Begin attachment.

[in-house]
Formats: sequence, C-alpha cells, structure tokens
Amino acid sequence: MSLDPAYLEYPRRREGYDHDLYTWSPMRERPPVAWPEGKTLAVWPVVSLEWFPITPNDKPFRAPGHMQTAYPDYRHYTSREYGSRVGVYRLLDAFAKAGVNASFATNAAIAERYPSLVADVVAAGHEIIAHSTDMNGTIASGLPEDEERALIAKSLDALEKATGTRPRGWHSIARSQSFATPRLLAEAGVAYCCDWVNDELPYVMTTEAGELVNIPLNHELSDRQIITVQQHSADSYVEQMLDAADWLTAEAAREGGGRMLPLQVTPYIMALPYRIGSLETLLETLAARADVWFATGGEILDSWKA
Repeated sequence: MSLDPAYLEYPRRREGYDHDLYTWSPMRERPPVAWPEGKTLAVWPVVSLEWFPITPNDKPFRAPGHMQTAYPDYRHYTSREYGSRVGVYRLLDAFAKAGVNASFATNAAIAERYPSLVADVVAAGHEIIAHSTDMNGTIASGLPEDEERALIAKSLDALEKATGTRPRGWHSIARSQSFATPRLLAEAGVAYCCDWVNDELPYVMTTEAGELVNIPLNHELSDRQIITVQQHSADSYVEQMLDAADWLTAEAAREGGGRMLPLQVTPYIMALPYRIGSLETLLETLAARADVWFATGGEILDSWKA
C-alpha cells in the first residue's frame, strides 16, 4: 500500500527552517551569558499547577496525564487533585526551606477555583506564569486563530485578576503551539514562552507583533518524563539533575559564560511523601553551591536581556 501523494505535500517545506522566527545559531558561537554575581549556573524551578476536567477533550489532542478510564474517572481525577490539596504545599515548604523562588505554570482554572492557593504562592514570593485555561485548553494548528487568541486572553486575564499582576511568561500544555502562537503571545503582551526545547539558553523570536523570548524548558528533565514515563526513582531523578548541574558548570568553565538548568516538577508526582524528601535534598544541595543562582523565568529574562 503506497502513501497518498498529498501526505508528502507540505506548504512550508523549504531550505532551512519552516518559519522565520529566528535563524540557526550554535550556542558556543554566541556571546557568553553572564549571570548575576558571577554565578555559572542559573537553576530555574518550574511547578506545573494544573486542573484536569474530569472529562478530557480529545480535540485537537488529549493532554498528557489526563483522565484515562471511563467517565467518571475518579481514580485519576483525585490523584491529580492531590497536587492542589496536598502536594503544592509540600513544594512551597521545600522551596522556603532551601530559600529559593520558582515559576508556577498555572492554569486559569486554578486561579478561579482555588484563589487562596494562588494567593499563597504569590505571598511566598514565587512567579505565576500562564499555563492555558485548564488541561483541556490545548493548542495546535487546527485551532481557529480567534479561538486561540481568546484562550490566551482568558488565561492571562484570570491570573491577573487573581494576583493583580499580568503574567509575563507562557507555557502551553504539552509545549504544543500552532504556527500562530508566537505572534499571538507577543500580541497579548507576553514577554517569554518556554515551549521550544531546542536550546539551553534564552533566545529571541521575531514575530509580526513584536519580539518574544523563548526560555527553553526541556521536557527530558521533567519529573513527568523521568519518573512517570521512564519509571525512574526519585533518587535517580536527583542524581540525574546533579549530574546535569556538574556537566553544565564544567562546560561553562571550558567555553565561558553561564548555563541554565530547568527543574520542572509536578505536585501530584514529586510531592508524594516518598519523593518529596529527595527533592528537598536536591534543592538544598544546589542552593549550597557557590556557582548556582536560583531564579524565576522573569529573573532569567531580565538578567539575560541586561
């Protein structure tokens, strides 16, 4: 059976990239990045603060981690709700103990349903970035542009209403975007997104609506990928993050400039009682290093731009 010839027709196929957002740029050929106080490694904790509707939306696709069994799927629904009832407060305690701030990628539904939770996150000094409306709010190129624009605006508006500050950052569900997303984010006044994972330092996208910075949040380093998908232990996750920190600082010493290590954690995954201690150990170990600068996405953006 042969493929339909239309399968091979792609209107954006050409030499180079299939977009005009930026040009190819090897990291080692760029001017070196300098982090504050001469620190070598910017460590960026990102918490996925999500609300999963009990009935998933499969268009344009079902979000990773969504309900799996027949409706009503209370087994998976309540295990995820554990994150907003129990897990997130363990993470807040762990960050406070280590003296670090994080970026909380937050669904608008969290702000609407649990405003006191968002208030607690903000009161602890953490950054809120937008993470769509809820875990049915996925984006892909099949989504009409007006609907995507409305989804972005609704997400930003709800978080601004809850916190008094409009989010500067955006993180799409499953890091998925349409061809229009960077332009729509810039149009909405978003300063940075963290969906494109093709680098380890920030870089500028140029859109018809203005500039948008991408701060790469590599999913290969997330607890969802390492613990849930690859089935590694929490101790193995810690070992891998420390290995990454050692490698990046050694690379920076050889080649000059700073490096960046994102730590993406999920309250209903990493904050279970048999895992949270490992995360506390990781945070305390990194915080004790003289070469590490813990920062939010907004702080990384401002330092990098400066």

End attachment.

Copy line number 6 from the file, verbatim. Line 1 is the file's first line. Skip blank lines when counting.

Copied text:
């Protein structure tokens, strides 16, 4: 059976990239990045603060981690709700103990349903970035542009209403975007997104609506990928993050400039009682290093731009 010839027709196929957002740029050929106080490694904790509707939306696709069994799927629904009832407060305690701030990628539904939770996150000094409306709010190129624009605006508006500050950052569900997303984010006044994972330092996208910075949040380093998908232990996750920190600082010493290590954690995954201690150990170990600068996405953006 042969493929339909239309399968091979792609209107954006050409030499180079299939977009005009930026040009190819090897990291080692760029001017070196300098982090504050001469620190070598910017460590960026990102918490996925999500609300999963009990009935998933499969268009344009079902979000990773969504309900799996027949409706009503209370087994998976309540295990995820554990994150907003129990897990997130363990993470807040762990960050406070280590003296670090994080970026909380937050669904608008969290702000609407649990405003006191968002208030607690903000009161602890953490950054809120937008993470769509809820875990049915996925984006892909099949989504009409007006609907995507409305989804972005609704997400930003709800978080601004809850916190008094409009989010500067955006993180799409499953890091998925349409061809229009960077332009729509810039149009909405978003300063940075963290969906494109093709680098380890920030870089500028140029859109018809203005500039948008991408701060790469590599999913290969997330607890969802390492613990849930690859089935590694929490101790193995810690070992891998420390290995990454050692490698990046050694690379920076050889080649000059700073490096960046994102730590993406999920309250209903990493904050279970048999895992949270490992995360506390990781945070305390990194915080004790003289070469590490813990920062939010907004702080990384401002330092990098400066």